SANTIAGO, Chile (CNN) – U.S. President Barack Obama admitted on Monday that relations with Latin America have often been "extremely rocky," but he fell far short of the apology that protesters had demanded for past American support of Chilean Dictator Augusto Pinochet.
During a press conference in the Chilean capital, Obama told reporters it was time to look forward, not backward.
"The history of relations between the United States and Latin America have at times been extremely rocky and have at times been difficult," he said when asked about U.S. involvement in Pinochet's 1973 military coup. "But we're not trapped by our history," he added.
SANTIAGO, Chile (CNN) – There's no more serious decision for any commander-in-chief than to authorize the use of military force. While President Obama inherited two wars in Iraq and Afghanistan, the military operation in Libya is the first new operation he has authorized since taking office.
Here's an inside look into how the president and his administration handled this important task as he was about to embark on a five day trip through Latin America.
FRIDAY, MARCH 18
9:00 a.m. ET: National Security Advisor Donilon holds a secure conference call with Defense Secretary Robert Gates, Secretary of State Hillary Clinton, and Joint Chiefs of Staff Admiral Mike Mullen on Libya diplomatic and military planning after U.N. Security Council Resolution 1973 passed the night before, authorizing a no-fly zone over Libya and to use all necessary means to protect civilians.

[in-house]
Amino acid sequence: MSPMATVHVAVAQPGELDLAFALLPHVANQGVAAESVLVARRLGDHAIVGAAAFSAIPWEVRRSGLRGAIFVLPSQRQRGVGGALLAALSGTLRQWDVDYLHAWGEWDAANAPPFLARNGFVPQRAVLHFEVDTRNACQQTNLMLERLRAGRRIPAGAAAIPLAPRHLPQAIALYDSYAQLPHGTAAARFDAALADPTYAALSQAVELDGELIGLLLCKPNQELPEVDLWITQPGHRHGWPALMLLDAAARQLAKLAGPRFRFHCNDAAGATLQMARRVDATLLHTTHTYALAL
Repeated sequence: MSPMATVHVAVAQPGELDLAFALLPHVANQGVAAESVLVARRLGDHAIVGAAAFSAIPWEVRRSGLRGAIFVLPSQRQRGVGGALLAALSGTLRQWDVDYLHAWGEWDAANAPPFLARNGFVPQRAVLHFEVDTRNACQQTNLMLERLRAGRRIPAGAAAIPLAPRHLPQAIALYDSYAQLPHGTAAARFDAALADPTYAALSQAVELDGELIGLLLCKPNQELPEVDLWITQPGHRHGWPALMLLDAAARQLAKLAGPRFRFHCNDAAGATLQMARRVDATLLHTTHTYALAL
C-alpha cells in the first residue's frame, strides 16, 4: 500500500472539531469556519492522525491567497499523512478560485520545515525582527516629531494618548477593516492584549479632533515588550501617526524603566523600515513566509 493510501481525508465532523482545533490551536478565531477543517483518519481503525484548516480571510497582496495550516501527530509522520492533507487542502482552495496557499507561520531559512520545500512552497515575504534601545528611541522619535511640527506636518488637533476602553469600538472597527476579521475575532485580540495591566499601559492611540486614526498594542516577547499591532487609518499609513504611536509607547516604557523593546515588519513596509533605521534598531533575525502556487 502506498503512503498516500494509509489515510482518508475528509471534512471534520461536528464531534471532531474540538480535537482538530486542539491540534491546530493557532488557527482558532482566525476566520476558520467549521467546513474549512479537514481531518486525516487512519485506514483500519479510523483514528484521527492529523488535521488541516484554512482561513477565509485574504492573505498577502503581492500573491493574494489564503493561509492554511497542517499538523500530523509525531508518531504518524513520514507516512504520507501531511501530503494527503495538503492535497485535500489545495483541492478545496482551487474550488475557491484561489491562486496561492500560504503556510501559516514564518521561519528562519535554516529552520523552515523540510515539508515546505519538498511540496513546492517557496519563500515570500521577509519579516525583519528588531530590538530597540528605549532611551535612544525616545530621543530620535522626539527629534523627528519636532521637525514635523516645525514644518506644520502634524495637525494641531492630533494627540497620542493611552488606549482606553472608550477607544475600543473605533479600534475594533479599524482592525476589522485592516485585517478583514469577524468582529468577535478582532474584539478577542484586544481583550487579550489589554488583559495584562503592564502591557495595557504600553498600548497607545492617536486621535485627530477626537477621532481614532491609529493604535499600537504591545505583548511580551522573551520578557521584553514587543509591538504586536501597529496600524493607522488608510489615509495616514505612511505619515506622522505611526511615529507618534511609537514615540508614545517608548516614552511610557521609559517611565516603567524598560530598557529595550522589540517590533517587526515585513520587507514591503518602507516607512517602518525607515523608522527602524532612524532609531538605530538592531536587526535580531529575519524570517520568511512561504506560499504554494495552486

SANTIAGO, Chile (CNN) - Organizers of an anti-Obama rally in central Santiago gathered Monday in the Plaza de Almargro park, a site about four blocks from where President Obama and his Chilean counterpart held meetings and answered questions from the press.
Billed as the “Obama Deception Tour 2011,” invitations encouraged Chileans to engage in “Citizen’s activities” and listen to local bands, including The Miserables Ones and Rebel Sun. A line at the top of the invitation read: “For Peace – No to a new Iraq in Libya”
SANTIAGO, Chile (CNN) – President Obama repeated Monday that Moammar Gadhafi "needs to go," but he acknowledged the Libyan dictator may remain in power for some time because the allied military mission in North Africa has a more narrow mandate of just protecting innocent civilians.
"Our military action is in support of an international mandate from the Security Council that specifically focuses on the humanitarian threat posed by Colonel Gadhafi's people," Obama said at a news conference here.
Obama alluded to the fact that U.N. Resolution 1973 passed last Thursday restricts the U.S. and its allies from seeking regime change and directly ousting Gadhafi from power.
But, he noted, "Now, I also have stated that it is U.S. policy that Gaddafi needs to go."
WASHINGTON (CNN) – President Obama and his family continue their Latin America trip today traveling from Rio de Janeiro, Brazil to Santiago, Chile.
The official White House schedule is after the jump.